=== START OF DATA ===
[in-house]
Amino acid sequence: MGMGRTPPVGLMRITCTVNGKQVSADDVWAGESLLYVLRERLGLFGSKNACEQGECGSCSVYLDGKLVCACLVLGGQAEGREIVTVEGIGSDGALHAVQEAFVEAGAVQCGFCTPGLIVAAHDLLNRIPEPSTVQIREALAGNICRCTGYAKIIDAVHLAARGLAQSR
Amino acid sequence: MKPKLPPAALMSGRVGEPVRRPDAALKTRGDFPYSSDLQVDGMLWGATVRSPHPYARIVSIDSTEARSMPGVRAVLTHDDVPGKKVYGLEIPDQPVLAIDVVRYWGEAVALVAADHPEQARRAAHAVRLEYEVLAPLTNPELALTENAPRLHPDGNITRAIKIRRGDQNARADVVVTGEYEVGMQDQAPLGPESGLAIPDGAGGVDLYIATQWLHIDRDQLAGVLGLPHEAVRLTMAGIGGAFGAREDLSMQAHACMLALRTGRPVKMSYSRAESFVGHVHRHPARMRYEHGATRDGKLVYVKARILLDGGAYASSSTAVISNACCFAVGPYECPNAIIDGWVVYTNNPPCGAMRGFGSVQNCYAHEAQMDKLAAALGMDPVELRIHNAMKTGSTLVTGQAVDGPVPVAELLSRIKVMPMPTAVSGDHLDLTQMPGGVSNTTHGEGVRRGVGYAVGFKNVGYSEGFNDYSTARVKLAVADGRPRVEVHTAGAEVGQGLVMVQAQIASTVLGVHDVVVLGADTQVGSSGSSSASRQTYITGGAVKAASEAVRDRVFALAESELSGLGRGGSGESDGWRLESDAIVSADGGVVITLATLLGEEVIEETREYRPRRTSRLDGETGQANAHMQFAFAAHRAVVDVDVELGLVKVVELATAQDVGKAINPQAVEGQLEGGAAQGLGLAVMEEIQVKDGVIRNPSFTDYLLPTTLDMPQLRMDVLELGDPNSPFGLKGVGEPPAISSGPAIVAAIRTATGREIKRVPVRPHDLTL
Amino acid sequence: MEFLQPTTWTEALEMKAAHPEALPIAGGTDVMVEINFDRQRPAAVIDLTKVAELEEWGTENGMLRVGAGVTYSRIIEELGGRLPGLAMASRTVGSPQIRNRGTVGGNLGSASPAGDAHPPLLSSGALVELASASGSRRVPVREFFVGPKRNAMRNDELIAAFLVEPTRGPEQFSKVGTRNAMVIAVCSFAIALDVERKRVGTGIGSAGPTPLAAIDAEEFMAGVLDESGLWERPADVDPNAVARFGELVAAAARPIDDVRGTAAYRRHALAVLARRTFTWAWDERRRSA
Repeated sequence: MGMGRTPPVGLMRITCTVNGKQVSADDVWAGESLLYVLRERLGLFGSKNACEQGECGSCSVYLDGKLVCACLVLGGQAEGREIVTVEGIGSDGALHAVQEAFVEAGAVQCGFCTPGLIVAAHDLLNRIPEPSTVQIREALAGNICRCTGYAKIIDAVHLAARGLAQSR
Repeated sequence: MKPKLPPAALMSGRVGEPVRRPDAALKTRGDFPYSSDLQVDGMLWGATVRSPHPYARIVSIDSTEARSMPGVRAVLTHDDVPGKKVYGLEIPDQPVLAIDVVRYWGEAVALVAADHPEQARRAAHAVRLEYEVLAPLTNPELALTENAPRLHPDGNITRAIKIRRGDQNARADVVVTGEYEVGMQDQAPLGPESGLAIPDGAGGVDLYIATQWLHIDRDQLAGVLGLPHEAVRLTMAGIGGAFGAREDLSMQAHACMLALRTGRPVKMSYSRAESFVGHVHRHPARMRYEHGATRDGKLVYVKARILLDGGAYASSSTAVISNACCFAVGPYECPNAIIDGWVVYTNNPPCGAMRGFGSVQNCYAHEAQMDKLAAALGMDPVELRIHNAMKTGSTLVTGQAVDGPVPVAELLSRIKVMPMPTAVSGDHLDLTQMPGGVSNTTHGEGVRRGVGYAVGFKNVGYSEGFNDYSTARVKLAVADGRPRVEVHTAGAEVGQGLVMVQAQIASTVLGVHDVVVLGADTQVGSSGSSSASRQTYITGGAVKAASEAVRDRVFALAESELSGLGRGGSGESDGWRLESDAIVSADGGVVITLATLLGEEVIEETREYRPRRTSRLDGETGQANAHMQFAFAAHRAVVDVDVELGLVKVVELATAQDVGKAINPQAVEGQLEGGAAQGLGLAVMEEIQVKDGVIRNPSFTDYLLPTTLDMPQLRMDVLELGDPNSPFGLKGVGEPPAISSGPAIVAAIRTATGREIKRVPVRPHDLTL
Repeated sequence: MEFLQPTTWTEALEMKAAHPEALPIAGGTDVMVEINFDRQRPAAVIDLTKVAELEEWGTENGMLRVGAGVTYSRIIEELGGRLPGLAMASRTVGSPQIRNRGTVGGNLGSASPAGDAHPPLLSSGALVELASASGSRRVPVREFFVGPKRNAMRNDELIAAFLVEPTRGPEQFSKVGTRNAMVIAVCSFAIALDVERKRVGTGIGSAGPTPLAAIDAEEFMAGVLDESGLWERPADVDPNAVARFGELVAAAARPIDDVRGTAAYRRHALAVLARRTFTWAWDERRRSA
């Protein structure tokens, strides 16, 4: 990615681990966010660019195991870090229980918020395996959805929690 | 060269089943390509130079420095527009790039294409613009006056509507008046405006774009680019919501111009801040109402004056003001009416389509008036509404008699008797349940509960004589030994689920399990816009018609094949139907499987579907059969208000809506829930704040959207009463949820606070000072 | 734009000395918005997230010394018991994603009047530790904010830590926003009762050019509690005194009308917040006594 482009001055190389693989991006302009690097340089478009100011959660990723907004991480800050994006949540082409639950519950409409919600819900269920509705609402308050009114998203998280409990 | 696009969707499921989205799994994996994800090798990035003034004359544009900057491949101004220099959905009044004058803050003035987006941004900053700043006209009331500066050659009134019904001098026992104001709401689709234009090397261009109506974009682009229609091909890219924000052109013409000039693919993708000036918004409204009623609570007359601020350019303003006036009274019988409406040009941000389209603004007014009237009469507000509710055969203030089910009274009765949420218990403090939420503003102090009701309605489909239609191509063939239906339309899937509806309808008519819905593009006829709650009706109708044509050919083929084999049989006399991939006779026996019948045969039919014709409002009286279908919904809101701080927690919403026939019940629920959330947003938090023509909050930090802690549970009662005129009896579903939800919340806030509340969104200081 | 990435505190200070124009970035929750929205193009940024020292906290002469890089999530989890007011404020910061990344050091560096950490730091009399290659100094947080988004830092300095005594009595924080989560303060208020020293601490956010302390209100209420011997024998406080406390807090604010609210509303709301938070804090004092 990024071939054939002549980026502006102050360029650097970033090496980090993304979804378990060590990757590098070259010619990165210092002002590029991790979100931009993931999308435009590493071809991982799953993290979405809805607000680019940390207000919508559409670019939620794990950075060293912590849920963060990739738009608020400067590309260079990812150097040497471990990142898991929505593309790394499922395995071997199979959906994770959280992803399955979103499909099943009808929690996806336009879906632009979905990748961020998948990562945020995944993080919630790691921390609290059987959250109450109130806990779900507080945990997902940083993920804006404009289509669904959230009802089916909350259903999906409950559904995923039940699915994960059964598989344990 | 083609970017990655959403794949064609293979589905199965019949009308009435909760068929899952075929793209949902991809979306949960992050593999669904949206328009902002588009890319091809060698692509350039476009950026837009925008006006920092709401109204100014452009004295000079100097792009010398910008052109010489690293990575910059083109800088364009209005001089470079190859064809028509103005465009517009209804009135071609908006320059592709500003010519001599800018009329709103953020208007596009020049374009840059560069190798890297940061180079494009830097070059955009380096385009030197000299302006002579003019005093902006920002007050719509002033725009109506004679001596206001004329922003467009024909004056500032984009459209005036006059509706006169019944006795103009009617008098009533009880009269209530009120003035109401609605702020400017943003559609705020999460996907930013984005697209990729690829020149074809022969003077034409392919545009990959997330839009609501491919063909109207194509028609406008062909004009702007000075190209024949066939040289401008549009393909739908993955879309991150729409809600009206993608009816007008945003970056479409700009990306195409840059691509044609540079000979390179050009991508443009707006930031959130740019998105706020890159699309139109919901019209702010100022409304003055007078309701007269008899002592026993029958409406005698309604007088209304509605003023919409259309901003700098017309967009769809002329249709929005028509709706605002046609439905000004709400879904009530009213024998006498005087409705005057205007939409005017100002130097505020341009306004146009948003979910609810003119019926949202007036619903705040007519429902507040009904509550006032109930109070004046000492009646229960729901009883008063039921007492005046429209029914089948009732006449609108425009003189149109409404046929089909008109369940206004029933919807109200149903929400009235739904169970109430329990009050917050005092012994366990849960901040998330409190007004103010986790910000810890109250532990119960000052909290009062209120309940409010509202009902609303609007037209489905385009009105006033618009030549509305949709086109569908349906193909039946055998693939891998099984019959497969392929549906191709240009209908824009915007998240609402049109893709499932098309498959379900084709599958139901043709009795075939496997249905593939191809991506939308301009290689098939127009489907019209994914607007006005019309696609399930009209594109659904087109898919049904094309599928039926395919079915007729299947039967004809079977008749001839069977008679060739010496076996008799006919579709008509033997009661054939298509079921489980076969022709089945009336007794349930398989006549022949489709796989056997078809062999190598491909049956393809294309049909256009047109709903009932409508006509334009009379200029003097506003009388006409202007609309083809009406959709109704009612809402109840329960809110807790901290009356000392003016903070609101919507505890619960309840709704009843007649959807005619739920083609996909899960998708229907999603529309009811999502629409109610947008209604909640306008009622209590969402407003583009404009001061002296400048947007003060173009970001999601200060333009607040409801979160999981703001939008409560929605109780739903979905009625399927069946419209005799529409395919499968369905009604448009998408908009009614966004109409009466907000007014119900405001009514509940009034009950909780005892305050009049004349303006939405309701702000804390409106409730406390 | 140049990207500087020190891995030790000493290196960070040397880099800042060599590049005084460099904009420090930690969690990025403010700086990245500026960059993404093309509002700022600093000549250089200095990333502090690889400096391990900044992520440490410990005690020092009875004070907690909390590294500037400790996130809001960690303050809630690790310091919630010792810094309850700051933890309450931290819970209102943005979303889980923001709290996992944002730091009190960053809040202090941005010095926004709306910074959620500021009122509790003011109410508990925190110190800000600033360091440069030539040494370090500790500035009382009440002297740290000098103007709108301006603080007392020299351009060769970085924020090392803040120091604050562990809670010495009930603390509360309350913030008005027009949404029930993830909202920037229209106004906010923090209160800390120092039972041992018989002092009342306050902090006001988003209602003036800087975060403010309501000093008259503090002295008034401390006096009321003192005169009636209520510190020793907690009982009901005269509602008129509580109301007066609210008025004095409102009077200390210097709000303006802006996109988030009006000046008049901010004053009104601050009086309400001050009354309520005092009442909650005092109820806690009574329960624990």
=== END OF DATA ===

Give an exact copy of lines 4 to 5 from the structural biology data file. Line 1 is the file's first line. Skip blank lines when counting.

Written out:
Amino acid sequence: MEFLQPTTWTEALEMKAAHPEALPIAGGTDVMVEINFDRQRPAAVIDLTKVAELEEWGTENGMLRVGAGVTYSRIIEELGGRLPGLAMASRTVGSPQIRNRGTVGGNLGSASPAGDAHPPLLSSGALVELASASGSRRVPVREFFVGPKRNAMRNDELIAAFLVEPTRGPEQFSKVGTRNAMVIAVCSFAIALDVERKRVGTGIGSAGPTPLAAIDAEEFMAGVLDESGLWERPADVDPNAVARFGELVAAAARPIDDVRGTAAYRRHALAVLARRTFTWAWDERRRSA
Repeated sequence: MGMGRTPPVGLMRITCTVNGKQVSADDVWAGESLLYVLRERLGLFGSKNACEQGECGSCSVYLDGKLVCACLVLGGQAEGREIVTVEGIGSDGALHAVQEAFVEAGAVQCGFCTPGLIVAAHDLLNRIPEPSTVQIREALAGNICRCTGYAKIIDAVHLAARGLAQSR